Wednesday, February 11, 2015

The Narcissistic Sociopath: They Are Only Trying To Help You

September 2012

names have been omitted in this post

this post contains language 


Sitting in shorts and a t-shirt atop the king-sized bed with it's pretty embroidered Cynthia Rowley duvet, I surveyed the large oversized tray... double checking we had extra napkins and we each had a fork. It was a warm September night and the ceiling fan barely made it's circular presence overhead on it's lowest setting. I rose to cross the cream Berber carpet, my coral polished toes a fading summer pop of color… popping my head out the bedroom doorway, I called to him that I had everything we needed for dinner. Across the room the cream drapes were pulled open to reveal the night sky... the moon smiled over the water, the ripples glistening from it's light shining down. We were having a late dinner; he had gone to fetch what was nearby, quick and our usual go-to…. Jason's Deli for two… oversized baked potatoes with all the toppings. He soon joined me and as sat there I poked my potato with my fork, taking a few bites. Then he asked how my day was.

That question asked by him gave me anxiety. 
It was like a test. Would I pass it? 
Usually not. 
It led to ways he felt I could "improve" myself. 
It was also one-sided. 
It nearly always led to a fight. 
I had reached the point I wished he wouldn't even ask. 

He also expected a response that was chipper, beyond upbeat and anything that wasn't like someone flipped out on rapturous ecstatic joy meant being grilled to death about what was wrong and then despite any and all protestations on my part of "Nothing is wrong!" -- because nothing was wrong.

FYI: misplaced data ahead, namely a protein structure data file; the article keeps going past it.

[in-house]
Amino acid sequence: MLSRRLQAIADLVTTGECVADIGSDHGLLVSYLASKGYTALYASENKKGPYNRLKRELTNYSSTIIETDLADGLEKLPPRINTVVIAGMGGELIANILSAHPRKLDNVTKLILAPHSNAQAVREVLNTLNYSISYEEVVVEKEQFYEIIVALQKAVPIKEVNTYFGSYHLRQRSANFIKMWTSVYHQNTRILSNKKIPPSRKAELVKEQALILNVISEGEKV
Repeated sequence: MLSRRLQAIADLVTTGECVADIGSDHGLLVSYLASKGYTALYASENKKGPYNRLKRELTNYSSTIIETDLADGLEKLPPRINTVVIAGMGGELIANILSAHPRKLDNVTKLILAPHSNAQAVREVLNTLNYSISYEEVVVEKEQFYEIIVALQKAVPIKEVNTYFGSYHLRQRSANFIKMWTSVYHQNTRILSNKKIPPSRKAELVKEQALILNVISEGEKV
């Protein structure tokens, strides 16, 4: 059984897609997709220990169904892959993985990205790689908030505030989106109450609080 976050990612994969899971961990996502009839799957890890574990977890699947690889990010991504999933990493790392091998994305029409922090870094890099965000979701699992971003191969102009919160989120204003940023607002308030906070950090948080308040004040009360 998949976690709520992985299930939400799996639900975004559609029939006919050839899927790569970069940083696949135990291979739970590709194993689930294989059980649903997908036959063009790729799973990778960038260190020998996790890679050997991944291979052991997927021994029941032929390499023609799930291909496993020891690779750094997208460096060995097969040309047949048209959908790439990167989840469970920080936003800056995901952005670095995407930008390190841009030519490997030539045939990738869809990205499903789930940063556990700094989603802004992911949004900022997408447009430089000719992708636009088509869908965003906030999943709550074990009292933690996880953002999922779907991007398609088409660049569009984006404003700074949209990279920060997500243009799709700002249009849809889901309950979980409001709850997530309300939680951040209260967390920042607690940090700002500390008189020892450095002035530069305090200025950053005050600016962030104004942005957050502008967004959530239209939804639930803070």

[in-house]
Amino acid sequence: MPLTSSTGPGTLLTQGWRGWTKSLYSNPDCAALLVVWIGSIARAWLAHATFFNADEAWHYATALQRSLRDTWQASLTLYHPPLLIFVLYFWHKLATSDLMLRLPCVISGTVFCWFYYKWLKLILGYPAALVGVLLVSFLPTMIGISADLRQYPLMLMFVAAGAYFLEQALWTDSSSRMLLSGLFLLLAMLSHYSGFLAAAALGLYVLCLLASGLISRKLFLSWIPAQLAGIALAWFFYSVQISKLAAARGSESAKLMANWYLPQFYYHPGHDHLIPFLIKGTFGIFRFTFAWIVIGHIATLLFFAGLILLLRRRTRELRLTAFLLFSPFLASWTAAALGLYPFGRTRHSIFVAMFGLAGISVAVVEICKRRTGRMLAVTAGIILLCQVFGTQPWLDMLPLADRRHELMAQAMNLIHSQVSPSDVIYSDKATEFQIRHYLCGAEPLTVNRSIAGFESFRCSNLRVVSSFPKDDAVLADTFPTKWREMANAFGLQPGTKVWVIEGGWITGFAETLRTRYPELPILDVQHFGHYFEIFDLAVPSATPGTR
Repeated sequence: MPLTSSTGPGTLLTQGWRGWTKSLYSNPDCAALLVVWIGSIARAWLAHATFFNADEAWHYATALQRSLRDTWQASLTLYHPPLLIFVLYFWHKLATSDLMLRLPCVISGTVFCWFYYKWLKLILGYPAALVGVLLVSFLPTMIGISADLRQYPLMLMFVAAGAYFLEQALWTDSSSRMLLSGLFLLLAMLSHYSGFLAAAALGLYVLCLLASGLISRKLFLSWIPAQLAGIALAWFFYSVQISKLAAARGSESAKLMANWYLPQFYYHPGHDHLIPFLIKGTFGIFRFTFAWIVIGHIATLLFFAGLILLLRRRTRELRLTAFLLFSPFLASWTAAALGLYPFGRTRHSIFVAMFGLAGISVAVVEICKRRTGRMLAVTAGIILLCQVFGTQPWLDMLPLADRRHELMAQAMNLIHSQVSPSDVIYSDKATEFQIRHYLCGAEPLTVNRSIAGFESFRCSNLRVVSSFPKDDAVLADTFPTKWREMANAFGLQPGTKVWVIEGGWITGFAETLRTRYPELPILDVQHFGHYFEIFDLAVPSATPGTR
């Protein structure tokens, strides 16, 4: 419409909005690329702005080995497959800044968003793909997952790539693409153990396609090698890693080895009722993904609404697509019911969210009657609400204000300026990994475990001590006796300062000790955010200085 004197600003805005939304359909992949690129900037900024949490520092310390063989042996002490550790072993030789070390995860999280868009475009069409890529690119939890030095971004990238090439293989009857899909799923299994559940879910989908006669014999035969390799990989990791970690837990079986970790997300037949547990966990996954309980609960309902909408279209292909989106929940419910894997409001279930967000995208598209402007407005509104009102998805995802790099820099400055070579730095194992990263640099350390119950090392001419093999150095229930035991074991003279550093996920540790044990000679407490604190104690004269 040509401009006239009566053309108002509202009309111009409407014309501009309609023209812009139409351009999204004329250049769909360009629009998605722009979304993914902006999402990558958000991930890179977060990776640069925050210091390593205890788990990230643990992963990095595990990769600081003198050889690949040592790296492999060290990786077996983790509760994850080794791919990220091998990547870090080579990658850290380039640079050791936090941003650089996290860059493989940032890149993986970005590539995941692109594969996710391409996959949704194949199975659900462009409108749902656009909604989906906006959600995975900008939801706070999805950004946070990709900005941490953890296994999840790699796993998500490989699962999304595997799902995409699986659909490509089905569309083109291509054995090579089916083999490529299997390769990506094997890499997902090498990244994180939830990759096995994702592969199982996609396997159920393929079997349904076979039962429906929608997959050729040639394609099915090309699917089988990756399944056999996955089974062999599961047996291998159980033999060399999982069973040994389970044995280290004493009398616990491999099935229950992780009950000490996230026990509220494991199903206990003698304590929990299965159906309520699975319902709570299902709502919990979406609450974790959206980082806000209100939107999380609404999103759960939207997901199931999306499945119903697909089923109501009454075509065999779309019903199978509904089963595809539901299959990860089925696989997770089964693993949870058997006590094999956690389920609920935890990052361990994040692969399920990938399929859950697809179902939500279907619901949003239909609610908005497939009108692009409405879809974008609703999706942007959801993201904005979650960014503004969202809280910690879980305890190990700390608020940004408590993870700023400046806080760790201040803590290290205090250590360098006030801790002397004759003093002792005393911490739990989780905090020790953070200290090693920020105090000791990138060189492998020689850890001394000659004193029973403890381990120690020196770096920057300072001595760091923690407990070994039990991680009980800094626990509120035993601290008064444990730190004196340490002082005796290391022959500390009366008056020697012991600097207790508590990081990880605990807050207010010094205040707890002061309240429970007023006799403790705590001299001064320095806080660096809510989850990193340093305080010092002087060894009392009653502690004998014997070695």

This conversation of how did my day go always seemed to turn into the equivalent of a game show called "Let's figure out how we can 'fix' Jennifer… because she needs lot's of that. She's not perfect but with some kinks worked out here and there I'm sure I can get her where she needs to be and finally I'll be happy with her."

That was his philosophy.
It hurt. It was exhausting. 

And yet it continued no matter how much I waffled between protesting or yes, most of the time tried and tried some more in classic co-dependent fashion to please him and protect the relationship above all else.

That night it would get worse.

I had been diagnosed that spring (April/May-ish) with ADHD. Finally, we, well, I had some answers, thank goodness. I finally now knew what had plagued me since childhood. I was so grateful, so relieved to now know what the issue was and had been taking Vyvanse, a stimulant medication to help with symptoms. The Vyvanse had brought me such wonderful results, I was much less distracted and accomplished much more but I had also unfortunately lost weight faster than you could scarf a carb-laden meal to make up for it. It had become alarming the amount of weight I had dropped in just a few short months so in August I began slowly weaning off the stimulant and trying to re-gain some weight. I felt pulled in two directions… I was really frustrated; I needed the medication for my ADHD symptoms but I also wasn't willing to put my physical health at risk by losing too much weight just to do that. I felt like I was in a no-win situation at that point. Something had to give. So I opted for stopping the Vyvanse. After I gained some weight back I would look at my other options regarding medication. My doctor agreed, he said we could explore other medications once I was back on track weight-wise… him putting me on a weight gain program.